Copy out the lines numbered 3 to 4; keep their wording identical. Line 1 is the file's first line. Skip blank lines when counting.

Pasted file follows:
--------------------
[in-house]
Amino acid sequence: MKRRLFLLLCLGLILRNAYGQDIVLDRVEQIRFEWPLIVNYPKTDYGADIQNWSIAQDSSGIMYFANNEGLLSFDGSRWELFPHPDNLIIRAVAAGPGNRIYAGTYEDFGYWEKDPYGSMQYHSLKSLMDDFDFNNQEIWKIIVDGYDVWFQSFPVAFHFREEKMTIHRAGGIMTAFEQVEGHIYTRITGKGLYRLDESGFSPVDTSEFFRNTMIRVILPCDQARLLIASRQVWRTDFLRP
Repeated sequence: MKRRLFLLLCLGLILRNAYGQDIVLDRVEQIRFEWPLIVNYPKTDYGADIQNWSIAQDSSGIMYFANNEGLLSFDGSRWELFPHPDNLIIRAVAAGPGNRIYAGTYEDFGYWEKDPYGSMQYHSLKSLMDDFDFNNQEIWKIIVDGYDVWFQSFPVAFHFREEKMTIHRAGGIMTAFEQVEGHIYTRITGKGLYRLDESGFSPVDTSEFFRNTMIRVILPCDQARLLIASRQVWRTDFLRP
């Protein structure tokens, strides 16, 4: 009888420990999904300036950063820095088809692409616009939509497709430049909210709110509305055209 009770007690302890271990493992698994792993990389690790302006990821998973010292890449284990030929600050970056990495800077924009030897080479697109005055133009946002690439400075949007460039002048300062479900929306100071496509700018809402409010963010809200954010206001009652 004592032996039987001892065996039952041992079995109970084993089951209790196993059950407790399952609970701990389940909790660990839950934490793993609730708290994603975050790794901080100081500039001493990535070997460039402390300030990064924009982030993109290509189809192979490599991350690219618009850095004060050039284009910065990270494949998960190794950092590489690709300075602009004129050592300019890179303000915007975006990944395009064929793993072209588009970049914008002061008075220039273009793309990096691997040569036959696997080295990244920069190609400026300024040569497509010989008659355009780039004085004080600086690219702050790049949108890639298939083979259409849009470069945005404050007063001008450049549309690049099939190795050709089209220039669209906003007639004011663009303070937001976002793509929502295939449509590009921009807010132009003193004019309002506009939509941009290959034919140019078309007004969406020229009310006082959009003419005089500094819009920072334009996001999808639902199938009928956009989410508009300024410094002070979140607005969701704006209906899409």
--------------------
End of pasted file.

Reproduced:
Repeated sequence: MKRRLFLLLCLGLILRNAYGQDIVLDRVEQIRFEWPLIVNYPKTDYGADIQNWSIAQDSSGIMYFANNEGLLSFDGSRWELFPHPDNLIIRAVAAGPGNRIYAGTYEDFGYWEKDPYGSMQYHSLKSLMDDFDFNNQEIWKIIVDGYDVWFQSFPVAFHFREEKMTIHRAGGIMTAFEQVEGHIYTRITGKGLYRLDESGFSPVDTSEFFRNTMIRVILPCDQARLLIASRQVWRTDFLRP
């Protein structure tokens, strides 16, 4: 009888420990999904300036950063820095088809692409616009939509497709430049909210709110509305055209 009770007690302890271990493992698994792993990389690790302006990821998973010292890449284990030929600050970056990495800077924009030897080479697109005055133009946002690439400075949007460039002048300062479900929306100071496509700018809402409010963010809200954010206001009652 004592032996039987001892065996039952041992079995109970084993089951209790196993059950407790399952609970701990389940909790660990839950934490793993609730708290994603975050790794901080100081500039001493990535070997460039402390300030990064924009982030993109290509189809192979490599991350690219618009850095004060050039284009910065990270494949998960190794950092590489690709300075602009004129050592300019890179303000915007975006990944395009064929793993072209588009970049914008002061008075220039273009793309990096691997040569036959696997080295990244920069190609400026300024040569497509010989008659355009780039004085004080600086690219702050790049949108890639298939083979259409849009470069945005404050007063001008450049549309690049099939190795050709089209220039669209906003007639004011663009303070937001976002793509929502295939449509590009921009807010132009003193004019309002506009939509941009290959034919140019078309007004969406020229009310006082959009003419005089500094819009920072334009996001999808639902199938009928956009989410508009300024410094002070979140607005969701704006209906899409």